Blending Black Pepper Essential Oils with Other Essential Oils
Black pepper essential oil has a slightly woody, spicy scent that is also a bit citrusy. It combines well with many different essential oils to create pleasant aromatherapy mixes:
- citrus: lime, lemon, grapefruit, mandarin, orange, neroli, and bergamot
- florals: lavender, ylang ylang, and geranium
- herbs and spices: sage, clary sage, cinnamon, rosemary, clove, basil, ginger, coriander, nutmeg, marjoram, and cardamom
- other: sandalwood, tea tree, vetiver, juniper, fennel, frankincense, and myrrh
Because black pepper essential oil has that warming sensation, if you are using it in topical preparations, you will probably want to dilute it with a carrier oil. Depending on what you want to achieve with your black pepper essential oil blend, it can be energizing, relaxing, or healing.
Some great scent combinations using black pepper essential oil include:
- black pepper, lime, orange, and frankincense (motivating)
- black pepper, bergamot, white fir, and frankincense (energizing)
- black pepper, sandalwood, and clove (quitting bad habits)
- black pepper, ylang ylang, ginger, and orange (promoting a romantic environment)
- black pepper, basil, bergamot, cinnamon, and lemon (summoning inner strength)
- black pepper, lime, peppermint, rosemary, and grapefruit (staying focused on a task)
- black pepper, cardamom, ginger, cinnamon, clove, and orange (uplifting)
Using Black Pepper Essential Oil in Your Daily Health and Beauty Routine
Black pepper essential oil is such a perfect multitasker that you can use one little bottle for numerous DIY scent, health, and beauty products. And you can use it in cooking too. Here are some recipes to get you started.
Warming Oil to Soothe Aches and Pains (post-workout, fibromyalgia, arthritis, etc.)
- 4 drops black pepper EO
- 4 drops roman chamomile EO
- 4 drops marjoram EO
- 2 drops lavender
- 1 oz coconut oil
- Combine your 4 drops black pepper essential oil with 4 drops Roman chamomile essential oil, 4 drops marjoram essential oil, and 2 drops lavender essential oil.
- Add essential oil mixture to 1 ounce coconut oil (or your preferred carrier oil) and blend well.
- Rub finished product onto sore areas daily, and enjoy the warming results.
- Multiply the recipe to make a larger quantity and store in a clean container.
Spicy Toothpicks to Help Quit Smoking
- Pour fractionated (liquid) coconut oil (or another food-grade oil) into a small mason jar or jelly jar, using enough oil to cover the bottom.
- Add a few drops of black pepper essential oil and a few drops of either cinnamon or clove essential oil. Mix well.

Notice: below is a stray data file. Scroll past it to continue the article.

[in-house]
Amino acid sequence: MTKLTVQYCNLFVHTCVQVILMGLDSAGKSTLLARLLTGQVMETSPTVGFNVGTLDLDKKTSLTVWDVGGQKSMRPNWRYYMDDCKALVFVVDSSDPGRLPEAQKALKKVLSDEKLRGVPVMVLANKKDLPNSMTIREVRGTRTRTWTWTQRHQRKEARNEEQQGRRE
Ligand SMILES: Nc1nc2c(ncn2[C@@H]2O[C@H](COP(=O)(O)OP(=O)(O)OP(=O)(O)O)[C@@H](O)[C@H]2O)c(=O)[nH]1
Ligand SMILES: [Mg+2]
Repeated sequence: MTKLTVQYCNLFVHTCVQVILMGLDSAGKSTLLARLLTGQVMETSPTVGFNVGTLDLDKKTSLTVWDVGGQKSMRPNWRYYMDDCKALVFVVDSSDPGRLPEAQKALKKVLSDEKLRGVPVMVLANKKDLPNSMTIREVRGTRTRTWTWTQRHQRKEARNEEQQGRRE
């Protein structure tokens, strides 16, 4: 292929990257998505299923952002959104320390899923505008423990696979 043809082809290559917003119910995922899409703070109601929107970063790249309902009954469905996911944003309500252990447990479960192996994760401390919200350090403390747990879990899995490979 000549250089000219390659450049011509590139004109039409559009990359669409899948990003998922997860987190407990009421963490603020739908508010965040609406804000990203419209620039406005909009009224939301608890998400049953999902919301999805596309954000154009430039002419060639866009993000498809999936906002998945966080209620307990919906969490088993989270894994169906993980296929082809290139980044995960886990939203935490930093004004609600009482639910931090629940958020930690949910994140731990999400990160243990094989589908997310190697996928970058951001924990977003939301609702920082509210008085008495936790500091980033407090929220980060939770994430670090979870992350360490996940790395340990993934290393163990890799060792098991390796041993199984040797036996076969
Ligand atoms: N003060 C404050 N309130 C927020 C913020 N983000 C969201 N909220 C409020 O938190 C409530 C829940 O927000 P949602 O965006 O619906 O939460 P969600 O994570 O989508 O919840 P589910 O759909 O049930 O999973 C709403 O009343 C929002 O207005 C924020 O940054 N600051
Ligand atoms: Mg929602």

- Empty a box of unflavored wooden toothpicks into the jar so that the toothpicks sit vertically, with their ends in the oil mixture.
- Screw the lid on tightly and allow the jar to sit for a day or two, so the toothpicks take on the flavor and the aroma of the oil.
- When you get the urge to smoke, chew on a toothpick instead, carefully replacing the jar cap after each use.
- You can add the same mixture to the tips of cotton swaps and sniff a swab, instead of chewing on a toothpick, whenever you feel the need for a nicotine fix.
The Best Mashed Potatoes
- Peel, chop, and boil 5 pounds of Yukon gold potatoes until they are soft (about 20-30 minutes).
- Drain the potatoes in a colander and place in a bowl with 6 tablespoons butter.
- Add ¾ cup heavy cream.
- Mash or whip the potatoes to your desired consistency, adding milk if more liquid is needed.
- Add 2-3 drops rosemary essential oil and 1-2 drops black pepper essential oil, along with 1 teaspoon of garlic powder and salt to taste.
- Stir until the oils and garlic are well blended in.
- Serve immediately while hot. (Makes about a dozen servings.)
Healthy Salad Dressing
- Mix together 3 drops lemon essential oil, 1 drop basil essential oil, and 1 drop black pepper essential oil.
- Add the oil mixture to ½ cup extra virgin olive oil.
- Add ½ teaspoon salt and 1-2 minced garlic cloves.
- Mix well and enjoy immediately over salad.
Simple Body Scrub for Gents
- 3 tbsp sea salt or Epsom salts
- 1 tbsp almond oil or avocado oil
- 1-2 drops black pepper EO
- 1-2 drops cinnamon EO
- Mix together in a small bowl 3 tablespoons sea salt (or Epsom salts), 1 tablespoon almond oil (or avocado oil), 1-2 drops black pepper essential oil, and 1-2 drops cinnamon essential oil.
- Make a paste with the above ingredients.
- Apply with circular motions in the shower to exfoliate and stimulate the skin and to massage the underlying muscle tissue. Rinse thoroughly with hot water.
- Substitute table sugar for sea salt to make a facial scrub or a body scrub for more sensitive skin.
Once you experience the many helpful effects of black pepper essential oil, you’re sure to want to use it in many of your essential oil blends and homemade health and beauty products. While it may not be used as currency any more, you can still think of black pepper essential oil as liquid gold!